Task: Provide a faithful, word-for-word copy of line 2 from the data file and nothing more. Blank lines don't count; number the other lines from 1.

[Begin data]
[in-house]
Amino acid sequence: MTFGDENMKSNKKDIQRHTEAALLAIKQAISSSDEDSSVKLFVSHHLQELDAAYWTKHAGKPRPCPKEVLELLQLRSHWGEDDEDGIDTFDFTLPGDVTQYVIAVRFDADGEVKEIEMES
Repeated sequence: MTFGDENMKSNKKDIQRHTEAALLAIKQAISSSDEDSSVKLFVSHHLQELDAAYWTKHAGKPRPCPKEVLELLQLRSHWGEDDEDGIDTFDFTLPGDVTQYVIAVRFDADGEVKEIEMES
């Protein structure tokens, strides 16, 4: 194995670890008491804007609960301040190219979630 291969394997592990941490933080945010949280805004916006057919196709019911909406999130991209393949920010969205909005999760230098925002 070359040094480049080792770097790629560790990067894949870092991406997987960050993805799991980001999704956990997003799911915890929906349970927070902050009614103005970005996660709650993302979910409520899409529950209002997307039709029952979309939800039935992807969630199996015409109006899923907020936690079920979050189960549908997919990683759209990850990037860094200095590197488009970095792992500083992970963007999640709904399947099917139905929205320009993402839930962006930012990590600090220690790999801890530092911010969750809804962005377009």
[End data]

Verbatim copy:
Amino acid sequence: MTFGDENMKSNKKDIQRHTEAALLAIKQAISSSDEDSSVKLFVSHHLQELDAAYWTKHAGKPRPCPKEVLELLQLRSHWGEDDEDGIDTFDFTLPGDVTQYVIAVRFDADGEVKEIEMES